However, what’s going on in pharma has causes specific to pharma—the increasing cost and complexity of new drugs and therapies, more stringent regulation, and the spread of generics. The extent to which small firms are taking over innovation in other sectors is unclear. An uptick in acquisitions suggests large firms are indeed buying up smaller firms more often. But since the 1980s there’s also been a lower growth rate of new firms entering the market.

Are startups the new Bell Labs?

In some ways shifting more innovation to startups could be a good model. For decades the hotbeds of US innovation were big, well-funded firms: AT&T’s Bell Labs, IBM, Xerox’s PARC, General Electric, and Boeing, among others, attracted top scientists who won Nobel Prizes for their work and came up with innovations that made the digital age possible. But it’s hard to maintain an innovative culture at a large, old company mired in politics and vested interests.

However, relying too heavily on startups for innovation can be risky too. Some kinds of innovation require lots of capital to get off the ground, and maturity and expertise to execute. Funding isn’t as stable, either: plentiful now (perhaps even too plentiful), but fickle. According to the Small Business Administration, the number of patent applications dropped at small firms much more sharply than big ones during the recession, when capital became scarce.

US patent applications from innovative firms, by size.
US patent applications from innovative firms, by size.
Image: US Small Business Administration

Large firms have deeper pockets and more reliable funding sources. And, as anyone whose innovation was bought by a larger firm can tell you, absorbing a start-up technology into a large bureaucratic environment can be an unpleasant process that can destroy the innovation itself.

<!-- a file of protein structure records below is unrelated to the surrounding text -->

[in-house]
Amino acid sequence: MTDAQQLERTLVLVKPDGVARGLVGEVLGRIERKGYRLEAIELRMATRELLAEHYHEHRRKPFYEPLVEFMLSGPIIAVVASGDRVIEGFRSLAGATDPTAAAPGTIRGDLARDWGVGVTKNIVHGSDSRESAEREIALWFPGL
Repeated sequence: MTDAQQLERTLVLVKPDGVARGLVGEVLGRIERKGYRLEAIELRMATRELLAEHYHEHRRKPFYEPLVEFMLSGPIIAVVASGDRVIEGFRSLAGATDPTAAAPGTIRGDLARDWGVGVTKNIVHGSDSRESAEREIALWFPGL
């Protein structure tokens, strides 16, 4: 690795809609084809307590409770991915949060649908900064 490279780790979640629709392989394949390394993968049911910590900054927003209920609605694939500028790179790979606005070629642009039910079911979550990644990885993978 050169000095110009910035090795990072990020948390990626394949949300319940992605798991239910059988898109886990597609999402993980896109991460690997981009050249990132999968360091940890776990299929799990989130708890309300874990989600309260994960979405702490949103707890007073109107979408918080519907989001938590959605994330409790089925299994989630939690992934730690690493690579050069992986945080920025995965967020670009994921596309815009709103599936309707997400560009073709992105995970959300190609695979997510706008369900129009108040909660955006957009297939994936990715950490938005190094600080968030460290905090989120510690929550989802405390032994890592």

Still, Wolfe thinks we could see more innovation in smaller firms. He argues that changing technology is lowering some of the large, upfront costs. He’s an investor, for instance, in Planet Labs, which makes satellites. “Before, satellite technology was hugely expensive,” he explains. “[It cost] $500 million to build a satellite and another $500 million to launch it into space. But using cell-phone parts the former NASA engineers at Planet Labs built a satellite for just $100,000 and launched it with Space X or Orbital Sciences [space start-ups] for $6 million.”

Wolfe also believes that so-called “adjacent technology,” where a new technology from one industry transforms another, is changing the innovative process in ways we are only starting to understand. Few would have anticipated cell-phone technology could be used to make cheap satellites, for example. However, this may not apply to all innovations the economy needs. Green energy still requires enormous amounts of capital and can take dozens of years to pay off.

Can startups can become America’s modern equivalent of Bell Labs? It’s risky to count on small firms with fickle sources of capital as engines of the economy. But their potential suggests that to restore America’s dynamism, instead of trying to make investors hold on to stock for longer, policymakers should make sure capital can flow to the most innovative companies, be they large or small.